Picture: REUTERS/DADO RUVIC
Picture: REUTERS/DADO RUVIC

New York — The world’s largest cryptocurrency rallied above $10,000 again amid optimism digital assets will continue to benefit in the wake of unprecedented global fiscal and monetary stimulus.

Bitcoin rose about 5% on Tuesday to trade near $10,168 midmorning in New York. The rally catapulted the coin to its highest level since mid-February. Bitcoin has advanced more than 40% in 2020, while peer tokens, including litecoin and bitcoin cash, have also posted double-digit gains. Bitcoin still remains about 50% below its record high set before the collapse of the crypto bubble in late 2017.

Cryptocurrency fans have seen prices rise in 2020 thanks to projections that digital tokens can benefit as central banks and governments around the world unleash stimulus measures to shore up listing economies. Some of Wall Street’s best-known names have embraced bitcoin, arguing that crypto assets can act as a hedge against inflation in the current environment.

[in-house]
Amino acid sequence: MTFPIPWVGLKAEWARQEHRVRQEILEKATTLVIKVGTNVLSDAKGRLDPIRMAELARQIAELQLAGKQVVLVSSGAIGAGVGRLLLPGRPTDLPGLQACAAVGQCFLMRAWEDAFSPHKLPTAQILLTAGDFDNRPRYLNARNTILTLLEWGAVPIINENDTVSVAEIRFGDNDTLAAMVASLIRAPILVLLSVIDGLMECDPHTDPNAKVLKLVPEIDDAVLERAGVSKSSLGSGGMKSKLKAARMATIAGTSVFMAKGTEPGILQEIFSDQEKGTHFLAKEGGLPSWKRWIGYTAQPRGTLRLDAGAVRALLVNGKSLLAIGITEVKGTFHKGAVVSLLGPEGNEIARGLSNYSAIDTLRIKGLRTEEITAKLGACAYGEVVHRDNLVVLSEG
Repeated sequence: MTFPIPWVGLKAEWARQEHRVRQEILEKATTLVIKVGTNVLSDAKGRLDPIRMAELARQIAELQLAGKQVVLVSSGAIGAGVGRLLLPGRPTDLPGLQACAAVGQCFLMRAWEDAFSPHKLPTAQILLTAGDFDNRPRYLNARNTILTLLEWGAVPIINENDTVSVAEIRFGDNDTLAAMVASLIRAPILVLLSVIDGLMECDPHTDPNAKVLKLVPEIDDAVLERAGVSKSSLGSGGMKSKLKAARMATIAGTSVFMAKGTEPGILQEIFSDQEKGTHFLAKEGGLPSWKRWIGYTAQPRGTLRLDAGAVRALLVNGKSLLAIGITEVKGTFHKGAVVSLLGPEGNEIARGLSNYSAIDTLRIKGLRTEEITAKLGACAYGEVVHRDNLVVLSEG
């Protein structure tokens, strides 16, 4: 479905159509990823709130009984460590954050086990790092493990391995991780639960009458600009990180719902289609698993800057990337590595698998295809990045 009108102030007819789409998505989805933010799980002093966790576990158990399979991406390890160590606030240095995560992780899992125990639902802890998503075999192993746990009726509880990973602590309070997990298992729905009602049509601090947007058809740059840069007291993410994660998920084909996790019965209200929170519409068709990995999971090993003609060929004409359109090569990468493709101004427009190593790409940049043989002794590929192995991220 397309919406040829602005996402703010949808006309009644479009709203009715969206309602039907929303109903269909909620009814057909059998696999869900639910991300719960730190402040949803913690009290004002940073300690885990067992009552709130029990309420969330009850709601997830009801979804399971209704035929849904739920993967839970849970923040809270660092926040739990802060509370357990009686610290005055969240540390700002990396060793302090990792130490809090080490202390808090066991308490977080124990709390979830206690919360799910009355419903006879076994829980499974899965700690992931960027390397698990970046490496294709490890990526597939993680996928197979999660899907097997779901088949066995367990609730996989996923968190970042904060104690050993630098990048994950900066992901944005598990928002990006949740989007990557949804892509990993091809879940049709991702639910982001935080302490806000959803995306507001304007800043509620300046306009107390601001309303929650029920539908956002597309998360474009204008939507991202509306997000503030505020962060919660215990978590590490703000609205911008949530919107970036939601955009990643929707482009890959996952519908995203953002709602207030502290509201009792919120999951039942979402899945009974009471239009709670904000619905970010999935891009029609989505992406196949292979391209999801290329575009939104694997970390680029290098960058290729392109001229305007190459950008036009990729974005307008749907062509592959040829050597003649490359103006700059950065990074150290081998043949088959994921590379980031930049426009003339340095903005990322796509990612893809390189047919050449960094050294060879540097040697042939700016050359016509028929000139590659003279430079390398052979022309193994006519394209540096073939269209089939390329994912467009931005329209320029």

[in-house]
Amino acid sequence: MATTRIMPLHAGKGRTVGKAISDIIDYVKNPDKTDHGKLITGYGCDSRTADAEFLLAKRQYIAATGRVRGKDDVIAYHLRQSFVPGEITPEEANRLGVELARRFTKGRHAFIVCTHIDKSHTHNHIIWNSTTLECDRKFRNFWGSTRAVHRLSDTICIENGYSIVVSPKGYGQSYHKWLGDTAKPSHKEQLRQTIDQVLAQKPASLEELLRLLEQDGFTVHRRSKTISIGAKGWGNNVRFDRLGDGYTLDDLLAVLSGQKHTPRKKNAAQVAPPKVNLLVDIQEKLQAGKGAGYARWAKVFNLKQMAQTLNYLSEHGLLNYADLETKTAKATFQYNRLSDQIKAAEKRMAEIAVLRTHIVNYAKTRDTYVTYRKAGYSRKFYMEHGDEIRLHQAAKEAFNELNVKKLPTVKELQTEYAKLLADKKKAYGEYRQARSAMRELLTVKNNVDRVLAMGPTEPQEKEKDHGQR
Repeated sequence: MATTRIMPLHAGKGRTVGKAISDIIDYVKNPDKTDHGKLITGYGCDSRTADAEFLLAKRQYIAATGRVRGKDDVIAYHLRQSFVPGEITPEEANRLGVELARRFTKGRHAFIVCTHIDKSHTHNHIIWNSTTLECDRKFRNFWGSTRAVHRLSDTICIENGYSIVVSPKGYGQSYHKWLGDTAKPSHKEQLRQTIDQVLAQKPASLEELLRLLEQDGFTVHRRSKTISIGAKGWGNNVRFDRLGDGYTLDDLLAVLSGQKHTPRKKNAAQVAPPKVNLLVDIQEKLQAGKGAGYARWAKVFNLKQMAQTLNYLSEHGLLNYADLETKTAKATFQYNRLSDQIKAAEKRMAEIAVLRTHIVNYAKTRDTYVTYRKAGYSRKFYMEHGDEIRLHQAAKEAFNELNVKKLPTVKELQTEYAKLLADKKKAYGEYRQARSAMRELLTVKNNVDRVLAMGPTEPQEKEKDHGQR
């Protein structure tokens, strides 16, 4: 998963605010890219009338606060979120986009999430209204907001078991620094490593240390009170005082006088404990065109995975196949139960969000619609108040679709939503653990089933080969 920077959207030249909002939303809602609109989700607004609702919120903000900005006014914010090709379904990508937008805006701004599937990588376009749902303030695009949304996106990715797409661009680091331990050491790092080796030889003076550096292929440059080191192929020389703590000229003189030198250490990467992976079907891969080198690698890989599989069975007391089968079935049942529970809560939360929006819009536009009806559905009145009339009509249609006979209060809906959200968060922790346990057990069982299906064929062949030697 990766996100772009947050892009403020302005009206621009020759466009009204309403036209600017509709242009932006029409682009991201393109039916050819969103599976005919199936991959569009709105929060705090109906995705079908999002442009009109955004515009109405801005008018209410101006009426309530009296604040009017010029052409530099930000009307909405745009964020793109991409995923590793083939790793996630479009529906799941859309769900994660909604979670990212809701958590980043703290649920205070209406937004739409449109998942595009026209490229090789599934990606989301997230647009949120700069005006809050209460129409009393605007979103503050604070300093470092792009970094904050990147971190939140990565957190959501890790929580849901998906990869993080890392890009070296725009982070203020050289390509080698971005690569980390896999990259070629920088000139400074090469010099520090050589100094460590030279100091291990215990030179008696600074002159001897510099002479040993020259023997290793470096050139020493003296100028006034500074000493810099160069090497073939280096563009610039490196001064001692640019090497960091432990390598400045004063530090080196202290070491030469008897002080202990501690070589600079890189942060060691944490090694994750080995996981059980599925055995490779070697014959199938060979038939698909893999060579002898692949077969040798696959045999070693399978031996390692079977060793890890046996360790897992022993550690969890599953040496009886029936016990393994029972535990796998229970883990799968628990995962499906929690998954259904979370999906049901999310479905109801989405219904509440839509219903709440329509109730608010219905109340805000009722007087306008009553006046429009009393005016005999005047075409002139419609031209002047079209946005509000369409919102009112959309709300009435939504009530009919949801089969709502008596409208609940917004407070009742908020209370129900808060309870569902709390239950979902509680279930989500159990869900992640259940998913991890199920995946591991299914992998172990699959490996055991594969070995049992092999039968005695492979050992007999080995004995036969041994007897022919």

“The risk-on attitude and all the Fed stimulus is a huge tailwind for bitcoin and the entire digital asset space,” Mati Greenspan, founder of Quantum Economics, wrote in a note. “If the Fed breaks down or if there is an erosion of trust in government-issued currency, then crypto assets may be used as a fail safe.”

That rings true to Nigel Green, CEO and founder of deVere Group, who says steps taken by governments and central banks to boost their economies could trigger a price increase for bitcoin.

“Bitcoin, of course, cannot simply be printed,” said Green. “Indeed, it is living up to its reputation as ‘digital gold’.”

Technical indicators also paint a favourable backdrop for the largest cryptocurrency. Based on the GTI Vera Convergence Divergence Indicator, which measures up and down shifts, bitcoin generated its first new buy signal since early April. Should the coin maintain trading above $10,000, it could rally towards new annual highs. But a sell-off could be in the offing should the token fail to maintain it.

Bloomberg